Irony Magnet: We all have a useless superpower. My Partner’s is the ability to walk past street lamps and have them go out with much higher than baseline expected frequency. Mine is that unusual things happen to me, a lot. I don’t even mean trauma, though, as we discussed above, that happens far too frequently as well. I mean the weirdest possible version of something I made a joke about. Or, perhaps, just a series of things that by themselves might not be that unexpected (like experiencing one type of weird natural phenomenon) but together sound a bit fantastic (like being in all but two major types.)
Messages in a Bottle: Things I wrote in the past, usually posted because they relate to something I’m struggling with or pondering in the present. (They could also just be something I wrote that I forgot existed until much later. Time blindness, yo!) Originally, these were supposed to be more vulnerable posts that showed that it really can get better, even though things seemed rough in the post itself. But, given that 2018 turned out to be rougher than many of those old posts, they have now become a bit of a personal trauma narrative and way to integrate my experiences, especially as someone so dissociative she has to keep a reality journal during crises. The best advice I can offer for healing from trauma is to own your own story, all of the good, bad, and indifferent.
Middling Child, The: Most group homes to date have been so memorable as to warrant entries on this page. The completist in me feels I should give the one my sibling resided in the longest to date an entry, too. There was nothing overtly wrong with it. It was basically “middling,” but that historically has been high praise for any agency in the 9th Circle of Hell. My life would have sucked a lot less if my sibling could have just remained there in 2018. Unfortunately, his medical conditions worsened severely in 2017. The “Middling” Child didn’t feel like handling “medically complex.” In the 9th Circle of Hell, providers can determine what kinds of clients they will serve, and they evict ones they don’t want. The Middling Child didn’t feel like dealing with complexity, so they gave us notice and the state said they were allowed. We were taken quite unaware, and there was such a shortage of providers that we basically had to take what we could get. That turned out to be the Too Little, Too Late Inn. I hate that the Middling Child’s management created the crises of 2018 by evicting my sibling in 2017. I used to say that what I hated even worse than that was that if – by some miracle – they’d suddenly change their mind, I’d have sent sibling back there in a heartbeat. I’ve learned to expect the worst from the providers of the 9th Circle of Hell. Only engineering forced evictions feels tame in comparison to so many others. But, my sibling’s place was given away, and the management still shows no sign of ever being willing to take complex cases of any type. Welcome to the 9th Circle of Hell: even okay providers are still discriminatory arseholes. Now, though, I don’t think I’d send my sibling back even if I could. The One-Horse Townhouse keeps shocking me with how shockingly reasonable they have been. Will it last? I don’t know, but it also reminds me that “Middling” isn’t the same as “Good.” A lifetime of abuse – witnessed and lived – has just broken my sense of what “Good” means.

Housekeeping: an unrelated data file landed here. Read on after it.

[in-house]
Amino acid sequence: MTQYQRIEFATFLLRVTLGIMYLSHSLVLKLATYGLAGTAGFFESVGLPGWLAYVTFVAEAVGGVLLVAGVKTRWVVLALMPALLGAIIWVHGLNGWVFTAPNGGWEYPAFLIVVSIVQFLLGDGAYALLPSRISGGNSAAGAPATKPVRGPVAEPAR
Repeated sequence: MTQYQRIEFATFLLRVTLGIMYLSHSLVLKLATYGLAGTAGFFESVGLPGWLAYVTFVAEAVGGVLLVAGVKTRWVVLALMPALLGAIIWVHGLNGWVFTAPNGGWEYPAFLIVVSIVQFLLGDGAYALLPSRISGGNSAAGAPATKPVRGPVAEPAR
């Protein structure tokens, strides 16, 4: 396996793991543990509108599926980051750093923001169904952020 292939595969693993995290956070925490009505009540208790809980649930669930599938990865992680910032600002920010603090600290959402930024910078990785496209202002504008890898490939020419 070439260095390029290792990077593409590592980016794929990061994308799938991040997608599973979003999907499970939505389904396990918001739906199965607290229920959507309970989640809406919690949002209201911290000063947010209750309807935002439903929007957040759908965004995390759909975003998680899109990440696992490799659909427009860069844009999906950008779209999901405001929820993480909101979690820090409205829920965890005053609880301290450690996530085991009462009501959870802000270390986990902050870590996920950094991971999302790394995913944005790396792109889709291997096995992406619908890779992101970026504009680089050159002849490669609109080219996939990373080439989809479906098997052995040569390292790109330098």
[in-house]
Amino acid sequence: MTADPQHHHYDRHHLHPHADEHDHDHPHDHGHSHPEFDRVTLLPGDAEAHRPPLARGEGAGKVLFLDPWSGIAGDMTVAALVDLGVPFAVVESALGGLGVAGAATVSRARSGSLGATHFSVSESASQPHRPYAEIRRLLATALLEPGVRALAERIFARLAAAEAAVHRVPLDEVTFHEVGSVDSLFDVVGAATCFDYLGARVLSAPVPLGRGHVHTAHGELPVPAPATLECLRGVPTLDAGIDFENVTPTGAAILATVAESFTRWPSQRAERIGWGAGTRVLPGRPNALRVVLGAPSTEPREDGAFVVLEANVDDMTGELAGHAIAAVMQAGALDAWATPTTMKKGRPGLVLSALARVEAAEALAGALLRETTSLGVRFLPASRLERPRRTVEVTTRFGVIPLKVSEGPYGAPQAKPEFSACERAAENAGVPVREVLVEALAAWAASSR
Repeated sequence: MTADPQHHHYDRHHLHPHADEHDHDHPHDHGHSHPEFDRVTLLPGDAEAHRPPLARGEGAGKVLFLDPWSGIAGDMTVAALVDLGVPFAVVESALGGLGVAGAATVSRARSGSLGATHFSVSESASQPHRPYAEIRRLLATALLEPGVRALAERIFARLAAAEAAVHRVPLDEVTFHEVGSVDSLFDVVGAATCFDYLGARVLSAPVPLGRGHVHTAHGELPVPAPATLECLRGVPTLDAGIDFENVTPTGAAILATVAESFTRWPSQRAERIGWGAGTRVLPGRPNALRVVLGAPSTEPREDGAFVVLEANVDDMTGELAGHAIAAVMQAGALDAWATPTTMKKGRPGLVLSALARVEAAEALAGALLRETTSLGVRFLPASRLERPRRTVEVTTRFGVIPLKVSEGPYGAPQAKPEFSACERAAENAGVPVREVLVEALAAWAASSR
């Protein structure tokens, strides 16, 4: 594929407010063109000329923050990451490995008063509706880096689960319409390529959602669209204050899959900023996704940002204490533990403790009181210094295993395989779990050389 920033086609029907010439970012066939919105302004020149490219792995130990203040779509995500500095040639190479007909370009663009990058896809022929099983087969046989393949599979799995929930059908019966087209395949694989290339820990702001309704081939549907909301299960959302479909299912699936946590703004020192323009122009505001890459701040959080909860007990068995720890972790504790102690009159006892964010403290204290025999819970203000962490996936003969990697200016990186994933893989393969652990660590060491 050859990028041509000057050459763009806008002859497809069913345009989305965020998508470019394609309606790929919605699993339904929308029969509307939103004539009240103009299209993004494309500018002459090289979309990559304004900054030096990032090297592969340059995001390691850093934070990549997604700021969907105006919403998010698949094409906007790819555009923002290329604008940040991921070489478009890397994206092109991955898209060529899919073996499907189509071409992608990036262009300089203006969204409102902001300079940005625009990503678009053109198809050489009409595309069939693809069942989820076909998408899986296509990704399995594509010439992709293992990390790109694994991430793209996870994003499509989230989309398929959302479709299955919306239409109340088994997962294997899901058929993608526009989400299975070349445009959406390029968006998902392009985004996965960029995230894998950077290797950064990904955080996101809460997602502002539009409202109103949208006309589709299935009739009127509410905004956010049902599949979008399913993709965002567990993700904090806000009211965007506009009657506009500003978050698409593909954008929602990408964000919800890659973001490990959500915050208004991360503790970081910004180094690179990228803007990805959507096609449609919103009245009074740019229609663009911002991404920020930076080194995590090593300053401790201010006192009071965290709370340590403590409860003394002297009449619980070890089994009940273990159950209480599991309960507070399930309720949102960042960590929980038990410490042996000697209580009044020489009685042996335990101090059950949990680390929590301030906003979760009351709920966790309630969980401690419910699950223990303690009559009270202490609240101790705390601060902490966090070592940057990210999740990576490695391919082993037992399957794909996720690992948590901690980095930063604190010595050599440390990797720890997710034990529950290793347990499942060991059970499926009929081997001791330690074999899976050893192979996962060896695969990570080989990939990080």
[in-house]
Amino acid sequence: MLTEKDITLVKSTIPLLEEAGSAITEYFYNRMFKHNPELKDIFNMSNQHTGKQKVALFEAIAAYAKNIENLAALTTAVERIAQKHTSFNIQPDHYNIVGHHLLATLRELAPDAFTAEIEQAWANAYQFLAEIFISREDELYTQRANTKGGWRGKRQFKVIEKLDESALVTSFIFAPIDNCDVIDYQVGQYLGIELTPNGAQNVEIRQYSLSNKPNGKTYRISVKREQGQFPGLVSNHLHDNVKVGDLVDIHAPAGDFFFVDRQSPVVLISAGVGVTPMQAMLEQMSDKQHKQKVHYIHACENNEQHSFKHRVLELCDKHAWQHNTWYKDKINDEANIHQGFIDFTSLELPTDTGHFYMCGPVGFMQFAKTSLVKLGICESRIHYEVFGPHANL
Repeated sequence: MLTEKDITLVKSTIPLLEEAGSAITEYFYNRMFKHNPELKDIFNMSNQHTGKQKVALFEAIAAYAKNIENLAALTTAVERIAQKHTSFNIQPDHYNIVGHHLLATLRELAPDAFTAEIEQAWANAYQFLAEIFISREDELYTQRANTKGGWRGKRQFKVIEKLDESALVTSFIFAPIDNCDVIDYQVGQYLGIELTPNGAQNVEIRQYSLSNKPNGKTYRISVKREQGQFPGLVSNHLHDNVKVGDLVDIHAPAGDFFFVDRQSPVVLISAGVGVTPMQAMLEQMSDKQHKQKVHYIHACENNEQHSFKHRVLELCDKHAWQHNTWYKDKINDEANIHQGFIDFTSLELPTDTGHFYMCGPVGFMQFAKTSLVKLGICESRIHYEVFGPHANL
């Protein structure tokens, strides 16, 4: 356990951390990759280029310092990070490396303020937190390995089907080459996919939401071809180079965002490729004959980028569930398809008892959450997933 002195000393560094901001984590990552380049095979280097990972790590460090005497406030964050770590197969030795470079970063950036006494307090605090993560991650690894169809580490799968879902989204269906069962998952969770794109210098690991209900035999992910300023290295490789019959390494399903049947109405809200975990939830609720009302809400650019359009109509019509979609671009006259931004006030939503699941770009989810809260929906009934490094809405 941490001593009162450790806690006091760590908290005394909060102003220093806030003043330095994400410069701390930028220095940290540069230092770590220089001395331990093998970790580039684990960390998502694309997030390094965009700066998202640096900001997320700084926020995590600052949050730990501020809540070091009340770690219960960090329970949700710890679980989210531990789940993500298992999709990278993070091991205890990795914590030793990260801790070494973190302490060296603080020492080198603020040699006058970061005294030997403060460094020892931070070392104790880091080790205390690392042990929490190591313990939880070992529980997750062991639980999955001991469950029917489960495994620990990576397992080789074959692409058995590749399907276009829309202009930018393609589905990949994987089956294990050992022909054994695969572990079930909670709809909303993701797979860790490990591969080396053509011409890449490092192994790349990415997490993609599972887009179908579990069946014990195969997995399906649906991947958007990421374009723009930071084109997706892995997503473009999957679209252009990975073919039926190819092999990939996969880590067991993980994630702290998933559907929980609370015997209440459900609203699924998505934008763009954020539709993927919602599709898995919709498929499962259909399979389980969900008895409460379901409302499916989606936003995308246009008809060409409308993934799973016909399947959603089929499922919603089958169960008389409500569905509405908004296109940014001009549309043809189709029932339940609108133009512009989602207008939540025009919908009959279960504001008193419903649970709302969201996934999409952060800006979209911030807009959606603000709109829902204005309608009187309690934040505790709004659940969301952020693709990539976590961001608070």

One-Horse Townhouse: Sometimes beggars can be choosers? Ok, not really, but sometimes beggars get lucky? My sibling’s current residential facility is in Nowheresville, 9th Circle of Hell, USA. But, though it’s in a one-horse town, it hasn’t yet revealed itself to be horrible. I’m entirely too jaded to let my guard down. Did you notice what I said in my last sentence in the description above? I’ve got C-PTSD: you don’t get diagnosed with that without living a life wherein that “other shoe” has kicked you in the behind more often than not. For right now, though, its physical location is a lot less modern than the facilities of the Middling Child, but its staff seems potentially more…human? Do actual humans ever live in the 9th Circle of Hell and work in social services? Is that a thing?
Partner: One of the rare consistently good things about my life. He’s actually my husband, but I was so concerned about anonymity when I started this blog that I gave him a pseudonym that left our relationship status ambiguous. Then I realized I didn’t want to leave our relationship status ambiguous because he’s one of the good guys, has put up with more than he ever expected from the 9th Circle of Hell itself and from my response to it, and he hasn’t run yet. In fact, he accepted legal backup guardianship responsibility for my sibling. He’s a data analyst like me, and probably funny enough to also do Improv if his introversion didn’t know no bounds. His humor style runs more surrealist than mine, though, and he programs video game mods for fun while I blog. We haven’t become the same person quite yet, I promise, though he’s politically like-minded enough that I can hand him half the ballot candidates to research and take the other half to create a joint list of how we’ll both vote without fear he’ll lead me astray. He is quoted often on my blog, would make an excellent therapist if he were willing to “people,” explicitly directs me to write about specific topics that he thinks are important to advocacy, and he MST-3ks the news for me so I can still watch it. But, he’s never read my blog. He knows the bully-in-my-brain will overweight and overanalyze the slightest twitch if he reads my writing, and he is smart enough not to engage with it.